“At the heart of modern evolutionary theory is the so-called “struggle” for existence. And the question gradually dawns on us: Why do living things struggle to survive? Why do they struggle at all? Neither rocks nor electrons appear to struggle to stay in their current configurations, nor do carbon atoms seek any obvious goals. What does it mean to struggle if not to seek an end? And if living things seek ends, then in what respect has old Aristotle been refuted when he claims that “nature acts for an end” (Feser, Aristotle to Darwin and Back Again, forward)
Aquinas, in his fifth way, states “Whatever lacks knowledge cannot move towards an end, unless it be directed by some being endowed with knowledge and intelligence, as the arrow is directed by the archer. Therefore some intelligent being exists by whom all natural things are ordered to their end, and this being we call God.” (ST., I.2.3)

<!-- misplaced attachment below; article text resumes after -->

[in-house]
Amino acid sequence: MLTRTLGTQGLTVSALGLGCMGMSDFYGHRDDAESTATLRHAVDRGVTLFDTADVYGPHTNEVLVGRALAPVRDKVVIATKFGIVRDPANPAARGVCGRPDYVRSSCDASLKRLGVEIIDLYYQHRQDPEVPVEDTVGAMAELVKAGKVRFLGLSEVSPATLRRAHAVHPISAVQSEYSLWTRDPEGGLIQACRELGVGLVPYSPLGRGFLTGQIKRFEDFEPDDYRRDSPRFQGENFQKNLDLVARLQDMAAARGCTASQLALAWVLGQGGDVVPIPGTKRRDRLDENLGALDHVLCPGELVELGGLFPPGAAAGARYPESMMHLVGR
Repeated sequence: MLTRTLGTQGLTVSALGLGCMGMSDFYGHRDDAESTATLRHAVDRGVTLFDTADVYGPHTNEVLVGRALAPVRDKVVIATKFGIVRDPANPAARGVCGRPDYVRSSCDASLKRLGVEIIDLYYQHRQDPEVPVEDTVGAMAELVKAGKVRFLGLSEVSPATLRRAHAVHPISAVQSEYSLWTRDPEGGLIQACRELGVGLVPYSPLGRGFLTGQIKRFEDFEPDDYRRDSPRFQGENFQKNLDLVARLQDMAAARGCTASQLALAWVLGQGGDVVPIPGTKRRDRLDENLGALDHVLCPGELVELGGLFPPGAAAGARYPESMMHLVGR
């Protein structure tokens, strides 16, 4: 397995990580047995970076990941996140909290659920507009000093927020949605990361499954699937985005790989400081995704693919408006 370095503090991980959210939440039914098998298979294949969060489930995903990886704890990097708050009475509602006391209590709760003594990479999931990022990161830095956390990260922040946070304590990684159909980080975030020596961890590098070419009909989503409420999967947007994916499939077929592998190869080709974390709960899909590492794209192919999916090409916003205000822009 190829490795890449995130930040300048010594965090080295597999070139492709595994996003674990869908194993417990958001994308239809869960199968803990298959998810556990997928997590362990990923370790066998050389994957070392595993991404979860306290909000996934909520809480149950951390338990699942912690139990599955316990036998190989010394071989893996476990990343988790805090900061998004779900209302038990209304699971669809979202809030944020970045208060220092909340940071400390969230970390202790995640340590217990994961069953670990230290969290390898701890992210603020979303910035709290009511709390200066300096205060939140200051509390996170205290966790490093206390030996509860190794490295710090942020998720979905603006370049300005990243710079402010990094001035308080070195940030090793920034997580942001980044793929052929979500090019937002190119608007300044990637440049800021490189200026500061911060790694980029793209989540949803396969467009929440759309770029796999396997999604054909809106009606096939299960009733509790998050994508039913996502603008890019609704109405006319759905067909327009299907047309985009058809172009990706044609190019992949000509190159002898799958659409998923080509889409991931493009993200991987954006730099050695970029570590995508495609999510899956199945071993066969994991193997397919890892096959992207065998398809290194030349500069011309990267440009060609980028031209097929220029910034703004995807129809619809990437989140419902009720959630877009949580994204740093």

So logically, either a thing moves toward an end or it does not. If anything moves toward an end, there has to be a mover. Inanimate things cannot move toward an end without external intelligence. The evolutionist somehow has teleology introduced somewhere along the way, with inanimate things struggling toward life.
It would seem then, at a minimum, that either things are working toward an end and God exists, or things cannot work toward an end and the struggle for some pre-biotic chemistry toward survival is false. Yet today we do indeed have life striving toward survival. The first option is most reasonable.